Tuesday, March 25, 2014

Gideon/Jerubaal the judge who refused to be a king but named his son "my father is king"

I've been meaning to write about this for some time but I read Barry Webb's fantastic commentary on the book of Judges last year and many things have stuck with me from reading the book.

Few things have stuck with me more than Webb's summary of the trajectory of the judges as those who governed in Israel.  They move further and further away from the Lord and over time increasingly resort to the use of nepotism to continue their political and military roles within Israel or just within their tribes.  Webb proposes in his book (part of the NICOT series) that nepotism and cronyism became bad enough in the period of the judges it was part of the reason Israel decided to be done with it all and make the nepotism official by the installation of a royal dynasty.  Sounds ... kind of plausible.  :)

Anyway, Gideon is better known for the first half of his career than his second.  Webb proposes that Gideon's later ministry is characterized by a lapse into permitting and financially benefiting from idolatry and, also crucial, in conflating his divine commission to protect the people of Israel with permission to conflate that mission with settling his own personal grudges against adversaries.  The exegetical and textual work Webb goes through is too complex for me to try to do justice to in a blog post that has other things in mind.

What's simple to explain, though, is Webb's observation that while Gideon refused the public offer of kingship when it was made, in private Gideon named the son of his concubine Abimelech, which means "my father is king".  Webb points out that what makes Gideon unique in the Judges is that the slide toward apostasy begins within the lifetime of the judge, which had not happened previously. 

As a lengthy (and typically Wenatchian) aside, it's worth noting Webb points out that there was nothing that was construed as abnormal, unacceptable, or problematic in Deborah being judge.  Webb also points out that while prophecy takes place throughout the narrative it never has the predictive function usually associated with the major and minor prophets.  Here we can't help but recall that Frank Crusemann pointed out in his book on the development of the Torah that in Deuteronomy there's no eschatological component to prophetic speech or activity, which is a supplemental to judicial procedures.  Anyway, wanted to get those details out of the way before getting back to the topic at hand.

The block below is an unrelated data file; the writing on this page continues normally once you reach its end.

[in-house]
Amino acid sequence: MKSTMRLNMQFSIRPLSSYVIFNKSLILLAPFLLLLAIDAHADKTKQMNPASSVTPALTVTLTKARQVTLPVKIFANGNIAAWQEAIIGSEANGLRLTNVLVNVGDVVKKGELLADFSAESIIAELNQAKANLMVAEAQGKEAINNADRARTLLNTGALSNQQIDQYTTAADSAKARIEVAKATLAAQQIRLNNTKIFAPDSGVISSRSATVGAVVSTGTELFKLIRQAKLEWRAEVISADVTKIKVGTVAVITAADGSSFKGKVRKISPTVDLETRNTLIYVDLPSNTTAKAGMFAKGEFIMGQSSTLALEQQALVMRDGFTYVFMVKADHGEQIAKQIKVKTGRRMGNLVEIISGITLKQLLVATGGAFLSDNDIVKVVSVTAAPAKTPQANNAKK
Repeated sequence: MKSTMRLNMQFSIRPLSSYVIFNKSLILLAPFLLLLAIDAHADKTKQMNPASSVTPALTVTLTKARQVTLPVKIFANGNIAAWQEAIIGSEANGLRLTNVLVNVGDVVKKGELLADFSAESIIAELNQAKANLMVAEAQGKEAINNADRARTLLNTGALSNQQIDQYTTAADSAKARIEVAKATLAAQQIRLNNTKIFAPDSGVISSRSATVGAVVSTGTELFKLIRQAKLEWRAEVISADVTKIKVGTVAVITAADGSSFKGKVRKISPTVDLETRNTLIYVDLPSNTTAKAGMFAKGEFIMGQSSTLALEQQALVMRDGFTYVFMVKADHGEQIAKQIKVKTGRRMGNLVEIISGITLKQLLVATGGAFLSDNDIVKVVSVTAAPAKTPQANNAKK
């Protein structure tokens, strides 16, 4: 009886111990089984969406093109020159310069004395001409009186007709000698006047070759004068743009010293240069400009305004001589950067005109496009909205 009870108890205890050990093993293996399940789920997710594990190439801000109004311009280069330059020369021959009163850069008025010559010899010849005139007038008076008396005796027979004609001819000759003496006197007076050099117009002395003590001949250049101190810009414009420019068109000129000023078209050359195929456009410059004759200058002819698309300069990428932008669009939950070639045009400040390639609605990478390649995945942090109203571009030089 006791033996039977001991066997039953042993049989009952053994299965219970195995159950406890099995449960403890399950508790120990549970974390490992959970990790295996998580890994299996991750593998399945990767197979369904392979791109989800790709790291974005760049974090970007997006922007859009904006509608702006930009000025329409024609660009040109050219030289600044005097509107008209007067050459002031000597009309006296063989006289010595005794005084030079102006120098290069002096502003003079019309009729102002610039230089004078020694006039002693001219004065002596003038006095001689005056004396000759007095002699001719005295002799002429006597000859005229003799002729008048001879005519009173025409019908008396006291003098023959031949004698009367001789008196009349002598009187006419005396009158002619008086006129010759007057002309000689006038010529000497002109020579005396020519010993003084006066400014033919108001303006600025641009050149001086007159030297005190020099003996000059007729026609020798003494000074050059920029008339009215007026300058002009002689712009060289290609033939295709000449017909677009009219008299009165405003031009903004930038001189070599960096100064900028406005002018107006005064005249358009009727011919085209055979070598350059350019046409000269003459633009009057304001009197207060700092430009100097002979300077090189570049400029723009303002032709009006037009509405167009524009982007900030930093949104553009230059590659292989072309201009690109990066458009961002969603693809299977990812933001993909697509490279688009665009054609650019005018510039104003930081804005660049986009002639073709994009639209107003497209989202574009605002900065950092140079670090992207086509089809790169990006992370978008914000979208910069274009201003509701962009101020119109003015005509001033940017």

Gideon was offered the kingship, arguably, because by being a military protector who organized Israel he performed one of the functions kings would have been expected to fulfill.  Gideon declined and while that public refusal may seem principled that Gideon named his son Abimelech may reveal that privately, in all the ways that may ultimately have mattered, Gideon truly thought of himself as the king.  It's possible to formally repudiate kingship and claim you are not the king when, in your heart and in your actions, you assume you truly are the king.  Abimelech, well, he went on to slaughter his brothers and take kingship for himself and God sent an evil spirit to bring disaster on Abimelech and the Shechemites for their treachery and bloodshed.  One of the things that doesn't preach so much from the pulpit is that God clearly has a history of being willing to send demonic interference to punish His people when they use deception, violence, and intimidation to get their way, particularly on behalf of corrupt leaders.

That Gideon is also referred to as Jerubaal is something Barry Webb discusses in his commentary on the book of Judges.  "Let Baal contend with him" can be a bitterly ironic name because by the end of Gideon's tenure as a judge Israel is back to its old bad habits and these were facilitated by Gideon's own activity.  Refusing to be the king yet setting up an idol while privately thinking of himself as actually the king reveals that Gideon may seem to have started off with some promise but by the end he led Israel back into idolatry and was willing to privately congratulate himself on being the king even if he'd publicly looked like he'd turned down the job. 

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